Thursday, April 12, 2007

Egg Corns

Yesterday we took my son shopping for new clothes as his growth is like a lightening rod's at the moment. Nothing fits him, all his trousers are flying at half mast. He is now taller than his Dad, who is not taking this reversal very well!

It was fun to see him choosing things, and we found a great jacket, which has a bit of a military twist which looks really good on his skinny frame.

Tuesday night I was at Poetry School, and a poem I'd written about a plantation of trees was really well received, which pleased me a lot, especially as one guy, who has just come runner up in a major competition here, said it needed no revision whatsoever, and that he could tell I'd put a lot of work in on it. It was really encouraging, as I always turn up half expecting to be shown the door!

But I was asked about a phrase I'd put in it, which was stalk-still, which I meant as a deliberate play on stock-still. People were interested in knowing if I had actually meant to do it. And I had, because I'd caught a programme on the BBC that relates to this site on eggcorns. Here's a wee quote from the site that explains the term more fully:

"In September 2003, Mark Liberman reported (Egg corns: folk etymology, malapropism, mondegreen, ???) an incorrect yet particularly suggestive creation: someone had written “egg corn” instead of “acorn”. It turned out that there was no established label for this type of non-standard reshaping. Erroneous as it may be, the substitution involved more than just ignorance: an acorn is more or less shaped like an egg; and it is a seed, just like grains of corn. So if you don’t know how acorn is spelled, egg corn actually makes sense.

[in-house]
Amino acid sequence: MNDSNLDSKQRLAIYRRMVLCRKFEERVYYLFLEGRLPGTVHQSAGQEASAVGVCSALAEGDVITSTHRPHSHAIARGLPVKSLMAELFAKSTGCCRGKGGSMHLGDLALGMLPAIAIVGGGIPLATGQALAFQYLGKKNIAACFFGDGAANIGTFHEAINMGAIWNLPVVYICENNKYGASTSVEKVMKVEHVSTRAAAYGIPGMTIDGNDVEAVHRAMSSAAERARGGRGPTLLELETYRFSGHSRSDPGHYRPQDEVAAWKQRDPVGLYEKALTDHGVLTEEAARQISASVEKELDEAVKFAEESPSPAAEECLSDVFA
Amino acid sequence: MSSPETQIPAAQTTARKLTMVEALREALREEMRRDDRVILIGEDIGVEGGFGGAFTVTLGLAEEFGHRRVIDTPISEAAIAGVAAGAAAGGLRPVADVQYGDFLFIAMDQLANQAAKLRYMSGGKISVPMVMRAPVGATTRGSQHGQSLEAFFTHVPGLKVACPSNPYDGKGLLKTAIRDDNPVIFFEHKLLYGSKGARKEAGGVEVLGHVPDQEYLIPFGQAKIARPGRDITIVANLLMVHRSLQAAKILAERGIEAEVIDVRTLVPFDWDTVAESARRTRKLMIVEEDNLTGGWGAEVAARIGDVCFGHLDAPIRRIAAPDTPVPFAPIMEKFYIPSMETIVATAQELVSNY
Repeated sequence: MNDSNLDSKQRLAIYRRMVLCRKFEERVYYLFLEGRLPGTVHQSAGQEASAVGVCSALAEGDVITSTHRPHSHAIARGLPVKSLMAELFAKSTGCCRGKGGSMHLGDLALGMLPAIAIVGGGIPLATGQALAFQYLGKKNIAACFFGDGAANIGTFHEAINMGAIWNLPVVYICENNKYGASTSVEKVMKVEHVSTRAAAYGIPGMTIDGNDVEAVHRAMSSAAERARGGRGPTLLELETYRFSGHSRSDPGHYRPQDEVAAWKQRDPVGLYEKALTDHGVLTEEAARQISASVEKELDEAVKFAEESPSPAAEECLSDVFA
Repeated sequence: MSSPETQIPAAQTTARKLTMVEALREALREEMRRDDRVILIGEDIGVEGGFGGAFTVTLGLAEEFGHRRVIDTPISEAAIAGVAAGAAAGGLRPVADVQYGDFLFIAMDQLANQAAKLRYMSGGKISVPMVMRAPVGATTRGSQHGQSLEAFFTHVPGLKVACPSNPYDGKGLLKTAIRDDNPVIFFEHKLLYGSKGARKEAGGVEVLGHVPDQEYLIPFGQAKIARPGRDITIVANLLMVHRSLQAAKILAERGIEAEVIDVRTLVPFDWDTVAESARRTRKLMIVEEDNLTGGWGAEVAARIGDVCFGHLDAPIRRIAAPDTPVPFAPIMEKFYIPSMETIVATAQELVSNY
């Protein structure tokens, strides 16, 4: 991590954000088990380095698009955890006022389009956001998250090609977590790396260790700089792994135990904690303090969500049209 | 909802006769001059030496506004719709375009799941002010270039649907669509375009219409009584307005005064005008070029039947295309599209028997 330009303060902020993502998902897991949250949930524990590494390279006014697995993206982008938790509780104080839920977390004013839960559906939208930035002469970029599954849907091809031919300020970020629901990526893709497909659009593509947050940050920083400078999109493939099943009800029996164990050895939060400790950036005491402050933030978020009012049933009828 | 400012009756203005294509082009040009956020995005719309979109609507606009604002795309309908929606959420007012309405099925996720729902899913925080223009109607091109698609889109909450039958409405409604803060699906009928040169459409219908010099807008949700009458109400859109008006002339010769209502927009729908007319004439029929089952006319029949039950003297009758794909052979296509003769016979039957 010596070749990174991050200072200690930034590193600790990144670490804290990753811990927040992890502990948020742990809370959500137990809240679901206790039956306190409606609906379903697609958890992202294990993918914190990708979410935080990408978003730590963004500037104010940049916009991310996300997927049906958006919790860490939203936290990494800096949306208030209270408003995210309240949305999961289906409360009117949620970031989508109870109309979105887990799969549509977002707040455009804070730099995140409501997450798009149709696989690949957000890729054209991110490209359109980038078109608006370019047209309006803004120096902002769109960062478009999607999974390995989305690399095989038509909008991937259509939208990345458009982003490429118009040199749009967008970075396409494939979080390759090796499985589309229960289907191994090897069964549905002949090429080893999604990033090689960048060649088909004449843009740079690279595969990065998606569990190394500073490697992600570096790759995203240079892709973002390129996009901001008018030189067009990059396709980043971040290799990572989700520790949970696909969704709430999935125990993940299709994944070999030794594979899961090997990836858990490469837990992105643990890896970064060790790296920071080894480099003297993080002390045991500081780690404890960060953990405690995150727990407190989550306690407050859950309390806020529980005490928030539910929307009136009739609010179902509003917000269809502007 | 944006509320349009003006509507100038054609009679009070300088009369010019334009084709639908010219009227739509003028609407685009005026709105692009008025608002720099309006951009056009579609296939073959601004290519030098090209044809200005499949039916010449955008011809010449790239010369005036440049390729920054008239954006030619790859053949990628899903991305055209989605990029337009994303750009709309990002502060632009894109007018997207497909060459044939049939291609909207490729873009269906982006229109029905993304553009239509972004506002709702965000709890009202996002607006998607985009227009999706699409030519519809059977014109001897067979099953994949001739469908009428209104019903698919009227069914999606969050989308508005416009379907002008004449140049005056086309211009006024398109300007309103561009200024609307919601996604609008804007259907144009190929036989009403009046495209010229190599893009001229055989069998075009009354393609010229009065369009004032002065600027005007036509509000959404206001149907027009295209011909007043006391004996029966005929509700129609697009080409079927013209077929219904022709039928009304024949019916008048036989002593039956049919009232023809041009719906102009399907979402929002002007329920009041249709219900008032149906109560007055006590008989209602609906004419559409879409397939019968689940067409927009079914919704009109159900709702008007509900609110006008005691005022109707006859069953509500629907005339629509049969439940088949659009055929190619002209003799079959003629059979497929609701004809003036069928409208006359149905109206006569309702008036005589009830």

Mark Liberman’s colleague Geoffrey Pullum chimed in and suggested that this type of linguistic error should be called an eggcorn."

I really like the whole idea of eggcorns, they provide the perfect cover for my poor dyslexic brain, so I think I will be dreaming up a few more.

If you can think of any please feel free to list them here!

I also got a lovely e-mail from the poet Judi Benson, who now has a copy of my book. She said she thinks it is a "wee masterpiece" and that "it says it all in such a succinct space. I feel it is where experience transcends into art and you have succeeded."

I can't begin to say what effect those kind words had on me.



Blogger PI said...

Enjoy it Anna - you deserve it! I love stalk still. It says it all. I'll rack my brains but they are a little sluggish after thrilling housework,. Not!
I have two skinny bean pole grandsons and it's funny how both fathers are a bit miffed. Sons are useful - my elder one had just taught me how to spell fridge - friggin' cheek!

11:31 am  
Blogger apprentice said...

Or fridgin' cheek lol!

11:36 am  
Blogger Sam, Problem-Child-Bride said...

Well done, Anna! As Pat says, you deserve it. Lap up this praise and use it as strength in whatever you write next. You've made people happy and satisfied with your poetry and that is a wonderful thing to be able to do.

I love the idea of eggcorn words. I'll have a wee think today as i go about my business, and see if I can come up with another one.

5:10 pm  
Blogger Colin Will said...

I heard the piece about egg corns too, and it reminded me of one I wrote years ago - it's now on my blog.

5:36 pm  
Blogger Mr Farty said...

I like the word "mondegreen" better than "eggcorn". Poor Lady M.

For years I thought my Mum put the washing to dry in the Airm Cupboard when it rained. Never did find any airms in there though.

11:26 pm  
Blogger apprentice said...

Good one Farty! My wee niece called Spaghetti Bolognese
Sarah Getty Baldy Knees, which i thought was great.

11:41 pm  
Blogger Jan said...

Good fun, all this.
I remember my lovely dad saying that as a child in church, he thought he had to "clean his heart ( or was it his soul??) with.." some detergent called: " Inus"

1:14 pm  
Blogger apprentice said...

Nice one Jan!

5:29 pm  

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